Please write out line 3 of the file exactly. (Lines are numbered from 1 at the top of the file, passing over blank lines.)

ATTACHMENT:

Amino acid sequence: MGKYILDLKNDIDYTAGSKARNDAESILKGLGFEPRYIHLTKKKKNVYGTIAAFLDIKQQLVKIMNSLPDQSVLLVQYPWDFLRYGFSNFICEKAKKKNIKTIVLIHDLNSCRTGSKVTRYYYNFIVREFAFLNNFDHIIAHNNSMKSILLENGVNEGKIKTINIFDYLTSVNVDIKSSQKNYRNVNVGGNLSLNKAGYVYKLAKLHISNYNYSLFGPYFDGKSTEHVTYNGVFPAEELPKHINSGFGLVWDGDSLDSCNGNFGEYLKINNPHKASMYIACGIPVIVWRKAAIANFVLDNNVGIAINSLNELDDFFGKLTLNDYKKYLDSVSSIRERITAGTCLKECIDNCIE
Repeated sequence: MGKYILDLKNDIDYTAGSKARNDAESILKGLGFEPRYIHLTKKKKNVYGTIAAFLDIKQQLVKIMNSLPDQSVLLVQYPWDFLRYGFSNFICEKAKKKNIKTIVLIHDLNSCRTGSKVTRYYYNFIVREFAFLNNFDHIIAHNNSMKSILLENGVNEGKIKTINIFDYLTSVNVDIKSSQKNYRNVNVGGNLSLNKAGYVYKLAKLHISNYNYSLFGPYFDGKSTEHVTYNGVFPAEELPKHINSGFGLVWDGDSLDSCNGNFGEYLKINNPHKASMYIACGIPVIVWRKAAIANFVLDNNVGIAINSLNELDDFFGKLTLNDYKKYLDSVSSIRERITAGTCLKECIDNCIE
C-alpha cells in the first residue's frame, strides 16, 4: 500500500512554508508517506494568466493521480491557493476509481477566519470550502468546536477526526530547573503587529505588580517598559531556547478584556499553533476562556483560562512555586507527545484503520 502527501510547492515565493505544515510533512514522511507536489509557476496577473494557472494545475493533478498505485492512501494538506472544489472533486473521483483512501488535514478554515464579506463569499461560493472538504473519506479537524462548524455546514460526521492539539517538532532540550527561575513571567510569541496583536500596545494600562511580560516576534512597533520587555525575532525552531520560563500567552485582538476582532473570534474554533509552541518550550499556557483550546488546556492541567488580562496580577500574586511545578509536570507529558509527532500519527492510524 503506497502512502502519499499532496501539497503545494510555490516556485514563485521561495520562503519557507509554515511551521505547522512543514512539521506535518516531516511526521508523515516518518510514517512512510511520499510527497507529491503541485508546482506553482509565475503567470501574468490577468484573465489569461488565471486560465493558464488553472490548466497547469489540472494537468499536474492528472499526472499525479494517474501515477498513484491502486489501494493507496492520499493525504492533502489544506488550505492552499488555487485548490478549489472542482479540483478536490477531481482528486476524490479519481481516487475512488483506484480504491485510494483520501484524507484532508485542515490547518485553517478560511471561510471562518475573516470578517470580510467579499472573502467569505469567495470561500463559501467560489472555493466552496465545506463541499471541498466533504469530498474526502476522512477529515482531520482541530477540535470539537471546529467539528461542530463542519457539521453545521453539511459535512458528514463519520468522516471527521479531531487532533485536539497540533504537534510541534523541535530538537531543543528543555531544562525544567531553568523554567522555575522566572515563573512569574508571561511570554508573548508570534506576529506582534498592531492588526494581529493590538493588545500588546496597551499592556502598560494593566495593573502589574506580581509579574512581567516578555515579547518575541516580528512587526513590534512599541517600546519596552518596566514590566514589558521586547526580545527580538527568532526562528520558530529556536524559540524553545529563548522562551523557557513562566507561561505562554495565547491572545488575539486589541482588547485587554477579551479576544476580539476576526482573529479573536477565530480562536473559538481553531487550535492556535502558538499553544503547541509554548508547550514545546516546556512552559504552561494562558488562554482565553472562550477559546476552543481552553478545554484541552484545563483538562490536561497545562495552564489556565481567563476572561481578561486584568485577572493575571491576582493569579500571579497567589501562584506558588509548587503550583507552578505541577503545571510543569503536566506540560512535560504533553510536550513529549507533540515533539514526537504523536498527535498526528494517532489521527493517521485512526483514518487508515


C-alpha cells in the first residue's frame, strides 16, 4: 500500500512554508508517506494568466493521480491557493476509481477566519470550502468546536477526526530547573503587529505588580517598559531556547478584556499553533476562556483560562512555586507527545484503520 502527501510547492515565493505544515510533512514522511507536489509557476496577473494557472494545475493533478498505485492512501494538506472544489472533486473521483483512501488535514478554515464579506463569499461560493472538504473519506479537524462548524455546514460526521492539539517538532532540550527561575513571567510569541496583536500596545494600562511580560516576534512597533520587555525575532525552531520560563500567552485582538476582532473570534474554533509552541518550550499556557483550546488546556492541567488580562496580577500574586511545578509536570507529558509527532500519527492510524 503506497502512502502519499499532496501539497503545494510555490516556485514563485521561495520562503519557507509554515511551521505547522512543514512539521506535518516531516511526521508523515516518518510514517512512510511520499510527497507529491503541485508546482506553482509565475503567470501574468490577468484573465489569461488565471486560465493558464488553472490548466497547469489540472494537468499536474492528472499526472499525479494517474501515477498513484491502486489501494493507496492520499493525504492533502489544506488550505492552499488555487485548490478549489472542482479540483478536490477531481482528486476524490479519481481516487475512488483506484480504491485510494483520501484524507484532508485542515490547518485553517478560511471561510471562518475573516470578517470580510467579499472573502467569505469567495470561500463559501467560489472555493466552496465545506463541499471541498466533504469530498474526502476522512477529515482531520482541530477540535470539537471546529467539528461542530463542519457539521453545521453539511459535512458528514463519520468522516471527521479531531487532533485536539497540533504537534510541534523541535530538537531543543528543555531544562525544567531553568523554567522555575522566572515563573512569574508571561511570554508573548508570534506576529506582534498592531492588526494581529493590538493588545500588546496597551499592556502598560494593566495593573502589574506580581509579574512581567516578555515579547518575541516580528512587526513590534512599541517600546519596552518596566514590566514589558521586547526580545527580538527568532526562528520558530529556536524559540524553545529563548522562551523557557513562566507561561505562554495565547491572545488575539486589541482588547485587554477579551479576544476580539476576526482573529479573536477565530480562536473559538481553531487550535492556535502558538499553544503547541509554548508547550514545546516546556512552559504552561494562558488562554482565553472562550477559546476552543481552553478545554484541552484545563483538562490536561497545562495552564489556565481567563476572561481578561486584568485577572493575571491576582493569579500571579497567589501562584506558588509548587503550583507552578505541577503545571510543569503536566506540560512535560504533553510536550513529549507533540515533539514526537504523536498527535498526528494517532489521527493517521485512526483514518487508515